As we move into the holiday season, we will most likely be hosted at someone’s house for a gathering or at an event, or perhaps we will be the host of a community of friends, family, or co-workers. Hosting is an integral part of the holidays and involves opening up, creating space, and welcoming in others. It also can be about generosity, kindness, and love.
I want to invite you to come along with me on an exploration of this idea of hosting within the context of your healing and recovery process and consider dedicating your inner recovery work over the last few months of 2016 to hosting your shadow.
What is the shadow?
Let’s start with a little psychology (from the perspective of C.G. Jung) and explore a few of the different parts of what makes up the whole of who we are:
Persona: what we present to the world and how we would like to be seen
Ego: our sense of identity, what we are and know about consciously
Shadow: the parts of ourselves that we fail to see or know, hidden aspects
Self: the wholeness of who we are, the light and the dark, the base metal and the gold.
The great poet Robert Bly calls the shadow, “the long bag we drag behind us” and in this bag are things like what others don’t like about us, or what our culture says we should be, or every part of our personality that we just don’t like or want to acknowledge. It could be our spontaneity, anger, sexuality, individuality, impulsiveness, perfectionism, inferiority, shame, spirituality, a talent…. The list could go on but you can see that what goes in this long bag we drag behind us are all the things we deny in ourselves. The bag can be filled with anything we consider “less than” about ourselves, but it can also be filled with things that are purely amazing about us, but have not been given freedom for their fullest expression in our lives.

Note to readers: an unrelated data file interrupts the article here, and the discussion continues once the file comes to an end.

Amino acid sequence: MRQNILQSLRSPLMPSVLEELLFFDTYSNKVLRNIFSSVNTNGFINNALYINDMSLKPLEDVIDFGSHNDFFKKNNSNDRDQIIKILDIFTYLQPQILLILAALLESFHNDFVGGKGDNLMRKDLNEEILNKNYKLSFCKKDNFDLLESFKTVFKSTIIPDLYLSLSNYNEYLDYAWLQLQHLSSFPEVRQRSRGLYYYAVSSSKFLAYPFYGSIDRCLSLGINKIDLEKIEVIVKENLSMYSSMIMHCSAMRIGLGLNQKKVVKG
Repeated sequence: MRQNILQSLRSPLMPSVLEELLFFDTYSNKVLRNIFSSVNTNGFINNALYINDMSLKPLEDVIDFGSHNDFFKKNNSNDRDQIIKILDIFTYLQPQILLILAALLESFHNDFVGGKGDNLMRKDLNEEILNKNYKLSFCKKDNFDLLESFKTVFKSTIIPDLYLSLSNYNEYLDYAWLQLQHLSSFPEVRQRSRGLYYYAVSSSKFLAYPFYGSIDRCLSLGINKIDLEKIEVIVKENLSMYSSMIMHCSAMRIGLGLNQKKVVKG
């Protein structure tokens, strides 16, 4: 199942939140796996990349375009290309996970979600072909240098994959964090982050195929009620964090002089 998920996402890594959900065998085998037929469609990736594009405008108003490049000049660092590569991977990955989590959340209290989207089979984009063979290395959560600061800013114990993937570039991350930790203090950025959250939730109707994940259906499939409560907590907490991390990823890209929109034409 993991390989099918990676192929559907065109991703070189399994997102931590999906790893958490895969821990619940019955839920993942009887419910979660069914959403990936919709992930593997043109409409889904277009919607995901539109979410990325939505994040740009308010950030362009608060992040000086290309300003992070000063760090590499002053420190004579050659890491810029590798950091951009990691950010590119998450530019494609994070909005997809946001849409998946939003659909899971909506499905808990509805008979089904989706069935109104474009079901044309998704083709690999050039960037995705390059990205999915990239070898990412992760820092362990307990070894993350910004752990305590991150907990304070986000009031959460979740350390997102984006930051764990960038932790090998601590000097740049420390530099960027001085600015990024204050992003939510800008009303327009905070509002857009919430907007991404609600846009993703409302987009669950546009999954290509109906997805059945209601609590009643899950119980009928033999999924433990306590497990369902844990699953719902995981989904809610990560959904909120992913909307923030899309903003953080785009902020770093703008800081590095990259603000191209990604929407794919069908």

Of course, it makes perfect sense that we try to moderate or “hide” our dark side from the world. Think about it for a minute- it would not be ideal if we were exploding in anger all the time or seeking our own individuality or pleasure at the cost of life sustaining relationships; however it is SO important that we not “hide” this shadow side from ourselves. Our own inner awareness and exploration of our shadow is essential for recovery.
The body can also be a part of the shadow. It can be the part of ourselves we reject and condemn. It can express our deepest feelings of shame through armoring up, becoming rigid, tight, protecting us against the things we have disowned, perhaps things like pleasure and spontaneity, and mindful enjoyment of food.